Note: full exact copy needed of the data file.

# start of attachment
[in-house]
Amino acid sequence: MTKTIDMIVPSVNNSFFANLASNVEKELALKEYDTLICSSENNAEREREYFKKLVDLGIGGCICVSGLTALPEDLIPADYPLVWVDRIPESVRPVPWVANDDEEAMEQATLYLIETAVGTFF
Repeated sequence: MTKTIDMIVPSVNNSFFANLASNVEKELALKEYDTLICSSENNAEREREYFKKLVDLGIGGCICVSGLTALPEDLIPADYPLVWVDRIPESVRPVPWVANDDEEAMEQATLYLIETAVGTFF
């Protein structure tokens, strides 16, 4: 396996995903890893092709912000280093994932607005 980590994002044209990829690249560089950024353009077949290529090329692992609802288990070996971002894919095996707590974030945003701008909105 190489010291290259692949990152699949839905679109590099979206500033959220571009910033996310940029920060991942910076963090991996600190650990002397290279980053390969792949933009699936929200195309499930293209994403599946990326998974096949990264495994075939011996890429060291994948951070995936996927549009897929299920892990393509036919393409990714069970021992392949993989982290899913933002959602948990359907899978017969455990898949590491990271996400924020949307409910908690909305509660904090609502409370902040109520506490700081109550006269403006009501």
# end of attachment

[in-house]
Amino acid sequence: MTKTIDMIVPSVNNSFFANLASNVEKELALKEYDTLICSSENNAEREREYFKKLVDLGIGGCICVSGLTALPEDLIPADYPLVWVDRIPESVRPVPWVANDDEEAMEQATLYLIETAVGTFF
Repeated sequence: MTKTIDMIVPSVNNSFFANLASNVEKELALKEYDTLICSSENNAEREREYFKKLVDLGIGGCICVSGLTALPEDLIPADYPLVWVDRIPESVRPVPWVANDDEEAMEQATLYLIETAVGTFF
């Protein structure tokens, strides 16, 4: 396996995903890893092709912000280093994932607005 980590994002044209990829690249560089950024353009077949290529090329692992609802288990070996971002894919095996707590974030945003701008909105 190489010291290259692949990152699949839905679109590099979206500033959220571009910033996310940029920060991942910076963090991996600190650990002397290279980053390969792949933009699936929200195309499930293209994403599946990326998974096949990264495994075939011996890429060291994948951070995936996927549009897929299920892990393509036919393409990714069970021992392949993989982290899913933002959602948990359907899978017969455990898949590491990271996400924020949307409910908690909305509660904090609502409370902040109520506490700081109550006269403006009501």